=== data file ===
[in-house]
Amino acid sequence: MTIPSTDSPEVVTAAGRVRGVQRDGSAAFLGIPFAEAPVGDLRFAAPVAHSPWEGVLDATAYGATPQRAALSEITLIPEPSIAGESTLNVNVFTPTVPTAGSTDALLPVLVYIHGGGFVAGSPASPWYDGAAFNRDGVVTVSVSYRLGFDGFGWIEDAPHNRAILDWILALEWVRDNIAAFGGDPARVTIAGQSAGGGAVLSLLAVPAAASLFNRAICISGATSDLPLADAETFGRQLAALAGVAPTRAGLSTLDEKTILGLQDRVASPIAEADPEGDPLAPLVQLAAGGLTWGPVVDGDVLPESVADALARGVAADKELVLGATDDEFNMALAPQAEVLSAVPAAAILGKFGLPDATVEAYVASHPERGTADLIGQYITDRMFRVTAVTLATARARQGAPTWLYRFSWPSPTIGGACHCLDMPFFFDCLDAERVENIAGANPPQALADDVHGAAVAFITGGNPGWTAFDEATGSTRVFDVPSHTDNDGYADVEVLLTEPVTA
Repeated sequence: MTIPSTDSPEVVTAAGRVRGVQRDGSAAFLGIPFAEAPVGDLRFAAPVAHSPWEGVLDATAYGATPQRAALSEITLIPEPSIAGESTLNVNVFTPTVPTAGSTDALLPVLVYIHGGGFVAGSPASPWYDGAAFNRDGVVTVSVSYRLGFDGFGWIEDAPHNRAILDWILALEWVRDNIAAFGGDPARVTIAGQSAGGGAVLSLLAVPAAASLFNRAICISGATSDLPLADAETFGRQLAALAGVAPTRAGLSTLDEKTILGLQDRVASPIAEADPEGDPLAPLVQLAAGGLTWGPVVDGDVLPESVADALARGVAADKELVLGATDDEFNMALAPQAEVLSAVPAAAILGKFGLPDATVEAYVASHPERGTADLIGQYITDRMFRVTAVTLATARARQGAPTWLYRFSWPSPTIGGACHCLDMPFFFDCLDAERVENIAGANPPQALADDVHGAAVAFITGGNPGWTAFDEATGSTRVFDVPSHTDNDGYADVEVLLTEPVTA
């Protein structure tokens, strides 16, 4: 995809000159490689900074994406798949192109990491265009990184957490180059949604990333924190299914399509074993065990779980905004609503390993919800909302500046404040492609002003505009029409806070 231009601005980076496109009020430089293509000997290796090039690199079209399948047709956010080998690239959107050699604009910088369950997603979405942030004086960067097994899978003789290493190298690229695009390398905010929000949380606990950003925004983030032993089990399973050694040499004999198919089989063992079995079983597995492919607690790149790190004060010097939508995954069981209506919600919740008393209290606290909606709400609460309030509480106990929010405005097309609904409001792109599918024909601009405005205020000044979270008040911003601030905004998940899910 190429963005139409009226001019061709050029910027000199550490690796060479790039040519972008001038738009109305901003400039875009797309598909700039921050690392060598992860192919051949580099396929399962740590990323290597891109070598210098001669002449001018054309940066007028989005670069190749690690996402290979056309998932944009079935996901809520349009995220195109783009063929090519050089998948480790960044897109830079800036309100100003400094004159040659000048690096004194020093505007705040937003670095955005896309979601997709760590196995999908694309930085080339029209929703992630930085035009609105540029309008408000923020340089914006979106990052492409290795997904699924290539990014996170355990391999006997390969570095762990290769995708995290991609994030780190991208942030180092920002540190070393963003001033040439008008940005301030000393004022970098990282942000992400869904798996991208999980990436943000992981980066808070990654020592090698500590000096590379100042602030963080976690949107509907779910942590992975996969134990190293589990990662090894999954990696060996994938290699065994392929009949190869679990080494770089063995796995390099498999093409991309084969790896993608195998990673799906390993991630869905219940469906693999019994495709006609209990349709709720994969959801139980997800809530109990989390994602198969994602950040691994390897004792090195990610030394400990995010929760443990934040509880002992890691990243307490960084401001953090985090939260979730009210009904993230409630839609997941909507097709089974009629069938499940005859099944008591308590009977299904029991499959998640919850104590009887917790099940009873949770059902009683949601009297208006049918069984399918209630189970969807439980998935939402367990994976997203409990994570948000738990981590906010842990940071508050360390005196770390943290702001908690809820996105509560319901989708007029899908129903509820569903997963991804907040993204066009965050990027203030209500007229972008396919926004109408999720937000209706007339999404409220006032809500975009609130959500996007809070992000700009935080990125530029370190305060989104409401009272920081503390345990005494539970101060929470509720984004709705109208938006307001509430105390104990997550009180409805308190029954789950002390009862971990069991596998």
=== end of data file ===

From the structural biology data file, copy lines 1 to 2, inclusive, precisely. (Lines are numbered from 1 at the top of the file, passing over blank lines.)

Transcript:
[in-house]
Amino acid sequence: MTIPSTDSPEVVTAAGRVRGVQRDGSAAFLGIPFAEAPVGDLRFAAPVAHSPWEGVLDATAYGATPQRAALSEITLIPEPSIAGESTLNVNVFTPTVPTAGSTDALLPVLVYIHGGGFVAGSPASPWYDGAAFNRDGVVTVSVSYRLGFDGFGWIEDAPHNRAILDWILALEWVRDNIAAFGGDPARVTIAGQSAGGGAVLSLLAVPAAASLFNRAICISGATSDLPLADAETFGRQLAALAGVAPTRAGLSTLDEKTILGLQDRVASPIAEADPEGDPLAPLVQLAAGGLTWGPVVDGDVLPESVADALARGVAADKELVLGATDDEFNMALAPQAEVLSAVPAAAILGKFGLPDATVEAYVASHPERGTADLIGQYITDRMFRVTAVTLATARARQGAPTWLYRFSWPSPTIGGACHCLDMPFFFDCLDAERVENIAGANPPQALADDVHGAAVAFITGGNPGWTAFDEATGSTRVFDVPSHTDNDGYADVEVLLTEPVTA